Before Omicron, vaccinated New Zealanders played a big role in protecting the unvaccinated against Covid-19, as they have often done with other infectious diseases for decades.
While the contagiousness of Delta meant that herd immunity (a sufficient level of immunity in the population – the herd – to stamp out transmission) was ultimately not possible, high levels of vaccination certainly bought us time to implement other interventions.
Indeed, along with MIQ, contact tracing, masking and other public health measures, we almost squashed the last Delta outbreak.
Omicron is different. Whereas two doses of vaccine were highly effective at preventing both infection (about 75 per cent compared to the unvaccinated) and severe disease (about 90-95 per cent) from Delta, two doses are much less effective at preventing infection from Omicron (only about 30 per cent).
Fortunately for the vaccinated, two doses are still very effective at preventing severe disease (about 70 per cent). Moreover, the booster raises protection against severe disease to about 90 per cent, as well as significantly reducing risk of infection by up to about 70 per cent.
But this means that vaccinated Kiwis who are not boosted – still the majority of vaccinated New Zealanders today - will provide less protection to the unvaccinated from Omicron and so most unvaccinated are going to get infected within the next few months.
Importantly, but not widely understood, Omicron will be more harmful than Delta would have been for the unvaccinated New Zealand population.
The best estimates of Omicron severity after adjusting for immunity from vaccination or infection, suggest it is only about 25 per cent less severe than Delta for each individual who is infected. Clinically, this is an insignificant reduction in severity.
However, what makes Omicron worse than Delta for unvaccinated New Zealanders is that almost all of them will be infected in the next few months. A significant proportion would have escaped Delta, at least until new effective antiviral drugs became widely available.
Looking at recent international trends can be deceptive. Unlike in most of the world, very few unvaccinated New Zealanders have already been infected, so they have no immunity.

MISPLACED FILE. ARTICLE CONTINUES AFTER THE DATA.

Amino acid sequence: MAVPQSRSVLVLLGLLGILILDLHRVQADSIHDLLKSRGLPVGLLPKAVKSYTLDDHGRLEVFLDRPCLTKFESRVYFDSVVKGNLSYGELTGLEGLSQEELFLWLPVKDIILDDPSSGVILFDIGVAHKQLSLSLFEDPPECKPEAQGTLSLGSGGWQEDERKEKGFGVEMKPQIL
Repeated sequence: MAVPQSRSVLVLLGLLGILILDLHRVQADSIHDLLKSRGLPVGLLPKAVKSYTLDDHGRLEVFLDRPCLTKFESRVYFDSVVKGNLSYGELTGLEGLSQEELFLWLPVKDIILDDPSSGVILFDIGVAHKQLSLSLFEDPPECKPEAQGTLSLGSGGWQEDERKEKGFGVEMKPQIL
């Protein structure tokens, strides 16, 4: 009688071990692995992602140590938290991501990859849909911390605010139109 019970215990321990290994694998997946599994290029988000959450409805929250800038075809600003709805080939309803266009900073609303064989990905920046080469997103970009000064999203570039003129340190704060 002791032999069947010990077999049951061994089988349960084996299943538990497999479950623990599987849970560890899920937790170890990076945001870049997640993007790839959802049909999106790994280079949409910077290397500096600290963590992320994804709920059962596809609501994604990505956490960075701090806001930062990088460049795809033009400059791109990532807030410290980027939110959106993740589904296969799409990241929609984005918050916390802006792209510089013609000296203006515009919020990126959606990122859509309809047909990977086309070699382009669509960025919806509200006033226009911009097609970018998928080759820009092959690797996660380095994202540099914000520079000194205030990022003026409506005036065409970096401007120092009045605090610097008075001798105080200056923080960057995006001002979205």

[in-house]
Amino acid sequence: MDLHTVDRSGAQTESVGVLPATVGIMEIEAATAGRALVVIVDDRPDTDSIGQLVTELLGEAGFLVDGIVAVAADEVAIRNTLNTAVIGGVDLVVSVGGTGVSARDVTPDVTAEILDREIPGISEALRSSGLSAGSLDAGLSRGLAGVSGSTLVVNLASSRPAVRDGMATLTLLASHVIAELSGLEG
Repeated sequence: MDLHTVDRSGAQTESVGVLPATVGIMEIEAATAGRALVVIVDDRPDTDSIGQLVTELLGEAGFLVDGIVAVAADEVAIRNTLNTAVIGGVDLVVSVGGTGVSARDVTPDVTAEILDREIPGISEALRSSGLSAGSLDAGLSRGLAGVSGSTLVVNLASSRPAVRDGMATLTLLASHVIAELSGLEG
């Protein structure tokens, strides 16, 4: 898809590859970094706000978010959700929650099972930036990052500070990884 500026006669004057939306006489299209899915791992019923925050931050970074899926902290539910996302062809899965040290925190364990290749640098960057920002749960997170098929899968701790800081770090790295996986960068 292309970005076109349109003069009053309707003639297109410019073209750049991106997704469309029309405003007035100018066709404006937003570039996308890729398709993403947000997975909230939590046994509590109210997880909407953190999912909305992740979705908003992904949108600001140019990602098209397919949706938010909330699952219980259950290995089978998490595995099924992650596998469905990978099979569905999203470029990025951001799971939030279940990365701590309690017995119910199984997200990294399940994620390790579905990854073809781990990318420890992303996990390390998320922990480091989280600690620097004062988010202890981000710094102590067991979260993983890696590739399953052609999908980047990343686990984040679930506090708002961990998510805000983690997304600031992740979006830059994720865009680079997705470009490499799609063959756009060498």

That's why about 70 people a day are currently being killed by Covid-19 in Australia. As in New Zealand, most unvaccinated Australians have no immunity against Covid-19, because like us, they largely kept Covid-19 out until Omicron arrived.
So, right now is the right time for the remaining vaccine-hesitant to get vaccinated, particularly if you are older, have other health issues, are overweight. Unvaccinated Māori and Pacific people are at very high risk of severe disease and death. There are probably only a few weeks left before it's too late to get vaccine-induced protection, and even one dose is better than none.
If you follow the rules, you might buy sufficient time to get a second dose and even a booster.
If you are vaccinated, remember that boosters will also increase your protection against severe disease from about 70 per cent to 90 per cent or more compared with not being vaccinated.
Vaccination is still by far the best approach to reducing the speed of spread of Omicron and its impact on our health services, our food supply and our other businesses.
Worldwide, there have been more cases of Omicron reported in the last 10 weeks than all cases of Covid-19 reported last year.
Covid-19 has killed an estimated 15-20 million people (the officially reported five to six million deaths is known to hugely underestimate the real number of deaths).
Infection has provided some immunity to the many hundreds of millions, who were fortunate to survive, but many millions are still suffering long Covid and we have no idea how many will recover.
You don't want to get infected if at all possible.
To date, about nine million doses of vaccine have provided the majority of New Zealanders with significant immunity and there have been two likely vaccine-related deaths.
In contrast, we have had fewer than 20,000 Covid-19 infections in New Zealand so far and this small number of infections has already caused more than 50 deaths.
Do the maths, then please go and get vaccinated. February is probably the last chance unvaccinated Kiwis have to benefit from vaccination.
• Rod Jackson is an epidemiologist at Auckland University.